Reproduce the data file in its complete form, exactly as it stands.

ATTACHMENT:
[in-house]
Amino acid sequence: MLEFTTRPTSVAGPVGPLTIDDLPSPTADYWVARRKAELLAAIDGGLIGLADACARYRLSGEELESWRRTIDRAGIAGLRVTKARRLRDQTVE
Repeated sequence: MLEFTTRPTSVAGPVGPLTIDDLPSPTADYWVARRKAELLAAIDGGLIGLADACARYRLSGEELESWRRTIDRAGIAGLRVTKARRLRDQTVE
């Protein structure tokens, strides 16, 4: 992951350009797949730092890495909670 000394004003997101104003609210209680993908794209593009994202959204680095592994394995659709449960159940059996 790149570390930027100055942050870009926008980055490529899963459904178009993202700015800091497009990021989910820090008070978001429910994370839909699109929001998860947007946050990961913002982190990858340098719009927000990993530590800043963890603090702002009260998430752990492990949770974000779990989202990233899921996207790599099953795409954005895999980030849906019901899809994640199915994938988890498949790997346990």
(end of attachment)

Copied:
[in-house]
Amino acid sequence: MLEFTTRPTSVAGPVGPLTIDDLPSPTADYWVARRKAELLAAIDGGLIGLADACARYRLSGEELESWRRTIDRAGIAGLRVTKARRLRDQTVE
Repeated sequence: MLEFTTRPTSVAGPVGPLTIDDLPSPTADYWVARRKAELLAAIDGGLIGLADACARYRLSGEELESWRRTIDRAGIAGLRVTKARRLRDQTVE
């Protein structure tokens, strides 16, 4: 992951350009797949730092890495909670 000394004003997101104003609210209680993908794209593009994202959204680095592994394995659709449960159940059996 790149570390930027100055942050870009926008980055490529899963459904178009993202700015800091497009990021989910820090008070978001429910994370839909699109929001998860947007946050990961913002982190990858340098719009927000990993530590800043963890603090702002009260998430752990492990949770974000779990989202990233899921996207790599099953795409954005895999980030849906019901899809994640199915994938988890498949790997346990």